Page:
Fragmenta Aurea contains a number of Suckling's poetic works along with his dramas and other writings. The volume opens with the occasional poem “On New-Years day 1640, To the King,” which is followed by sonnets, satires, love poetry, epithalamia, and songs. Typical of Suckling's early love poems, “Loving and Beloved” is reminiscent of the verse of John Donne, but displays Suckling's characteristic wit and cynicism toward matters of the heart. The same flippant tone is also apparent in the frequently anthologized “Why so pale and wan fond Lover?” which features the speaker's facetious advice to a youth suffering from unrequited love. Suckling wrote two pieces titled “Against Fruition” both of which forward the paradoxical theme that love, once achieved, can ultimately only lead to disappointment. This cynical, libertine pose informs most of Suckling's amatory poetry, including his sonnets—verses that contain inversions of Petrarchan patterns and conceits designed to mock the courtly love tradition. Misogynistic overtones appear in “Woman's Constancy,” a work that epitomizes the Renaissance stereotype of women as capricious in their passions. Among the later verse, Suckling produced several social and occasional poems, including “The Wits” (titled “A Sessions of the Poets” in Fragmenta Aurea). The work details a meeting of poets, intellectuals, courtiers, and scholars of Suckling's acquaintance for the purpose of granting laurel bays-symbols of poetic excellence. Using the device of a “sessions,” or literary trial, Suckling formed a narrative suited to his aim of criticism and satire. Indicative of the urbane tone of Suckling's later work, “A Ballade. Upon a Wedding” parodies the traditional country epithalamium.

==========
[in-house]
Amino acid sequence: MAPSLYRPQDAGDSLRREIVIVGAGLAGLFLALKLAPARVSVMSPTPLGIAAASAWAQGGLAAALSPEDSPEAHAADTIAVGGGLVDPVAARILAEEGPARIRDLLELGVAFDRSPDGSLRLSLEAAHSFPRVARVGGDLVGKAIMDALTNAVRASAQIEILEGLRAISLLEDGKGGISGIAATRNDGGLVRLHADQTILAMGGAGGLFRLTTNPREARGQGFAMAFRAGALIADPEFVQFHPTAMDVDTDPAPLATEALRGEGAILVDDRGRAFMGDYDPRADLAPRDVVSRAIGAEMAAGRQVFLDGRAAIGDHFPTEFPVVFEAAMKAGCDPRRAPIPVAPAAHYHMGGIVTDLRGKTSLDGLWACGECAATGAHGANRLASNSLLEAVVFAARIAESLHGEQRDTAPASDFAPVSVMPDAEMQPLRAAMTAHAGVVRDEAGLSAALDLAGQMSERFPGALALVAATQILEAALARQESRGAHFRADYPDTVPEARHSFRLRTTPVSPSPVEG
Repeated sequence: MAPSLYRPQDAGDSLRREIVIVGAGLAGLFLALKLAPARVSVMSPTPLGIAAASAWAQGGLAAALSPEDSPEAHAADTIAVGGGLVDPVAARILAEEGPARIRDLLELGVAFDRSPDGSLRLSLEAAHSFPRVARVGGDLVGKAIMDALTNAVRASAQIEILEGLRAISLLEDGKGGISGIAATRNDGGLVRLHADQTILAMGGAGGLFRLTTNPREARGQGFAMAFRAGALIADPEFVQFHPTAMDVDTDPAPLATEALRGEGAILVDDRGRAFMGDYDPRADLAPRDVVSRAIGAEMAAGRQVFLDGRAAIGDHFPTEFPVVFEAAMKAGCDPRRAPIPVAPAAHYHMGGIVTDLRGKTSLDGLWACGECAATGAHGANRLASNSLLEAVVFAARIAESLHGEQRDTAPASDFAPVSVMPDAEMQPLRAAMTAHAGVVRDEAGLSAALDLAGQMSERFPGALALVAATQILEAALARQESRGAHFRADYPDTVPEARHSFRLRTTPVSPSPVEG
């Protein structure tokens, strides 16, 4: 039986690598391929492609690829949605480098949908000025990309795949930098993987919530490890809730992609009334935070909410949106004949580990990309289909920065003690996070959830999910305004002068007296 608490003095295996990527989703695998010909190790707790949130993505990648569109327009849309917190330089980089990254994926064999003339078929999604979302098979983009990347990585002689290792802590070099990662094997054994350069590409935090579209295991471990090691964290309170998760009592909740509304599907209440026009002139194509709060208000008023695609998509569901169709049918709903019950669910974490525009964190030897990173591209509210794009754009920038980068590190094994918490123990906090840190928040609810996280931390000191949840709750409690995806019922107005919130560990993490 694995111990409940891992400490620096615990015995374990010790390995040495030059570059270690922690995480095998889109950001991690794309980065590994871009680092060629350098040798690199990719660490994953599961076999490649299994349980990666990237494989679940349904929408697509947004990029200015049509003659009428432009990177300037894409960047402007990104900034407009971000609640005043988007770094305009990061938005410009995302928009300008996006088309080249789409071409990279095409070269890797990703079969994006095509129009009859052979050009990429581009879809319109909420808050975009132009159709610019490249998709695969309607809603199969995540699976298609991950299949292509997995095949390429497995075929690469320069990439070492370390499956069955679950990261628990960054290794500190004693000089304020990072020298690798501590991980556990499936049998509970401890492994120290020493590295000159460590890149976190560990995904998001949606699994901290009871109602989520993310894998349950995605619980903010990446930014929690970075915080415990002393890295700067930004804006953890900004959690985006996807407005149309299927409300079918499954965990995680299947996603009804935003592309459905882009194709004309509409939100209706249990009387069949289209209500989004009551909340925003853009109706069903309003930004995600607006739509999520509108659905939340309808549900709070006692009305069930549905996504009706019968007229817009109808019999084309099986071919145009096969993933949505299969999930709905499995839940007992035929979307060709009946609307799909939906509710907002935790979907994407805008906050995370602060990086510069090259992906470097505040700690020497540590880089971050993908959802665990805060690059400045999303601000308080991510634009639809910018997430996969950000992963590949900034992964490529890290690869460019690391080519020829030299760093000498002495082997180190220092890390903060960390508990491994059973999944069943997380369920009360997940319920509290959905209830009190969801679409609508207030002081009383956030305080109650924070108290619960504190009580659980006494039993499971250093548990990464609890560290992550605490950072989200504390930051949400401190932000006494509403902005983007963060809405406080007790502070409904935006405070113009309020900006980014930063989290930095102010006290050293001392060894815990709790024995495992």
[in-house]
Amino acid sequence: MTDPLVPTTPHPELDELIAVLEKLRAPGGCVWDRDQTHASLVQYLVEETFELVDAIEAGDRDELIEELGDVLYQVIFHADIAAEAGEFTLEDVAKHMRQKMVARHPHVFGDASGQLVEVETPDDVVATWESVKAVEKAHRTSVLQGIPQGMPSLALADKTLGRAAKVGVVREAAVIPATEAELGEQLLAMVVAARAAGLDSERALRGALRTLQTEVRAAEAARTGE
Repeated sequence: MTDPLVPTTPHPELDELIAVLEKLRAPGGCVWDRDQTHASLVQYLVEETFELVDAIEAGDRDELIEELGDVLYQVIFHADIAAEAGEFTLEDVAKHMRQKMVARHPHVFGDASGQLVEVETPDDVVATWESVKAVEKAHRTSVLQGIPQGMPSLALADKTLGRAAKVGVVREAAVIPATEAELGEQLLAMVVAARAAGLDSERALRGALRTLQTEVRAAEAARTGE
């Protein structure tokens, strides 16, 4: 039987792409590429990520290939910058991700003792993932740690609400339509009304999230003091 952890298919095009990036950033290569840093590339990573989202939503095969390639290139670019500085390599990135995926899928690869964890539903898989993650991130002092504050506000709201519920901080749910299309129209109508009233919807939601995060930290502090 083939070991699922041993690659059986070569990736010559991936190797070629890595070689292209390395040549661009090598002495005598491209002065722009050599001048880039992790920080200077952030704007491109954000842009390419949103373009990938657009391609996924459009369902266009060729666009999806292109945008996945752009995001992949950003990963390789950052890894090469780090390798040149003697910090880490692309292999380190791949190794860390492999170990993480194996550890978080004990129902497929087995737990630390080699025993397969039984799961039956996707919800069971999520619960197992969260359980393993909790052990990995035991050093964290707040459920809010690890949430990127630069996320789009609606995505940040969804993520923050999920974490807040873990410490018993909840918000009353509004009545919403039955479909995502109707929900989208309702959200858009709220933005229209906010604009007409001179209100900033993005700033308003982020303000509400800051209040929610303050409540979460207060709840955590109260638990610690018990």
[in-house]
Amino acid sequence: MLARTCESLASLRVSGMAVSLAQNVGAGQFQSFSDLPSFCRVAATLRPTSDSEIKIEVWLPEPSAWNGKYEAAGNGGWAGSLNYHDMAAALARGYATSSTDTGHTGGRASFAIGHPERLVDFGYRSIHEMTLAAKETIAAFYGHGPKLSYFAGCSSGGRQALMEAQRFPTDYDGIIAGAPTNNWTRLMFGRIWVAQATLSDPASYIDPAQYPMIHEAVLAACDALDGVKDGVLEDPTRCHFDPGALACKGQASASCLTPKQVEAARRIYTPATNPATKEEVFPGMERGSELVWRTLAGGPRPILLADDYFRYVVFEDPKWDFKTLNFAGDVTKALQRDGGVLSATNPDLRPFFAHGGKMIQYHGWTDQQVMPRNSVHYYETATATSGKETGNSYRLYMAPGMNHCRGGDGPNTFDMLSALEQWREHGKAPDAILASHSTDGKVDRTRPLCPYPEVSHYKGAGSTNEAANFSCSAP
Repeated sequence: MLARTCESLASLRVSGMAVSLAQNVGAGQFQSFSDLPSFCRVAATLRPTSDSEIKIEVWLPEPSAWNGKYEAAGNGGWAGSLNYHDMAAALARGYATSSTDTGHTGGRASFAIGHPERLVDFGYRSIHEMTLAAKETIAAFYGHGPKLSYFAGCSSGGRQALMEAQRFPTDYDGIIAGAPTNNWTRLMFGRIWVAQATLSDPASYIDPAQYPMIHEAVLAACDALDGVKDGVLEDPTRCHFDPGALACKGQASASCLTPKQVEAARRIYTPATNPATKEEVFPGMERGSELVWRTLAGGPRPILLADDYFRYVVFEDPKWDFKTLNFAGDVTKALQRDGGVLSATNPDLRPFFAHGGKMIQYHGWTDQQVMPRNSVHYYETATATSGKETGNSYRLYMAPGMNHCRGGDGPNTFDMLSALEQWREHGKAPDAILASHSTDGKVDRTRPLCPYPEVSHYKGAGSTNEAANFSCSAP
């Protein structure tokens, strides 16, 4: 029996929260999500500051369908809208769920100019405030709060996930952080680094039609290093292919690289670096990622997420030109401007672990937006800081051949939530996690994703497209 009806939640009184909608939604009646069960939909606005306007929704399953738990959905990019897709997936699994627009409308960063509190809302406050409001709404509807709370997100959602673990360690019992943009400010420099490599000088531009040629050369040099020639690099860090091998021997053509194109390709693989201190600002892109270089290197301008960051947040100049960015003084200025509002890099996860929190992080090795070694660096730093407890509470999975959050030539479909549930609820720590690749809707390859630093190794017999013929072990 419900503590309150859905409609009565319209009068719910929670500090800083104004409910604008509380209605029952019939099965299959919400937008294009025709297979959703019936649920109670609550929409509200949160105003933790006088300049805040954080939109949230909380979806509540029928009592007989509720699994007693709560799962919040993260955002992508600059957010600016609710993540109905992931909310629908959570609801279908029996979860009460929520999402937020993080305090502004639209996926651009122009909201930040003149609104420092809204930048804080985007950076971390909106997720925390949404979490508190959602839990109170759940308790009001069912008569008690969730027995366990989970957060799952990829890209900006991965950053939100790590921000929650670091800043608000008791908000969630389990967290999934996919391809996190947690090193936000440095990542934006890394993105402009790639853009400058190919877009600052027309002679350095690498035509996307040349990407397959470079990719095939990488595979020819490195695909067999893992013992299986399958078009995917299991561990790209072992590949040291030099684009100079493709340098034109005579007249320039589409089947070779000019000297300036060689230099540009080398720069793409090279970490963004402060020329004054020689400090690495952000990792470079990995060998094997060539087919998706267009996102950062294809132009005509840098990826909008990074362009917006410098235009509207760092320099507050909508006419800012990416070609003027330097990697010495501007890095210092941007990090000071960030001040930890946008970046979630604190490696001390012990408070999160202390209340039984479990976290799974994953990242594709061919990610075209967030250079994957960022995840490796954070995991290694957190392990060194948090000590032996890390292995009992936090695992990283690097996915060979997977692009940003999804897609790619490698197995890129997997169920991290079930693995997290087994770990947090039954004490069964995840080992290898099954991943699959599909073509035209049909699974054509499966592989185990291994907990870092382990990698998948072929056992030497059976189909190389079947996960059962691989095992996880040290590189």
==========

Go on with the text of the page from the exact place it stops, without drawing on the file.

Suckling's writing certainly earned him the esteem of his literary colleagues in the court of Charles I. Indeed, his rakehell lifestyle and pose as a skilled amateur who effortlessly succeeded in whatever activity he engaged-literary or otherwise was raised to almost legendary status by subsequent writers who fueled the myth of “Natural, easy Suckling”; a myth that has remained the standard in criticism for years. By the twentieth century, Suckling continued to be regarded along with the remaining Cavalier Poets as a writer of elegant verses of minor consequence. While the image of Suckling as a libertine poet largely endures, modern critics have begun to piece together the scanty details of his life in order to produce a fuller representation of the man and his work. Typically, critics have considered Suckling's poetry as indicative of Cavalier cynicism and playful wit. Nevertheless, some have interpreted a sense of anguish and frustration beneath his insouciance, prompting scholars to slightly modify the popular conception of the carefree poet and search for additional levels of meaning in his work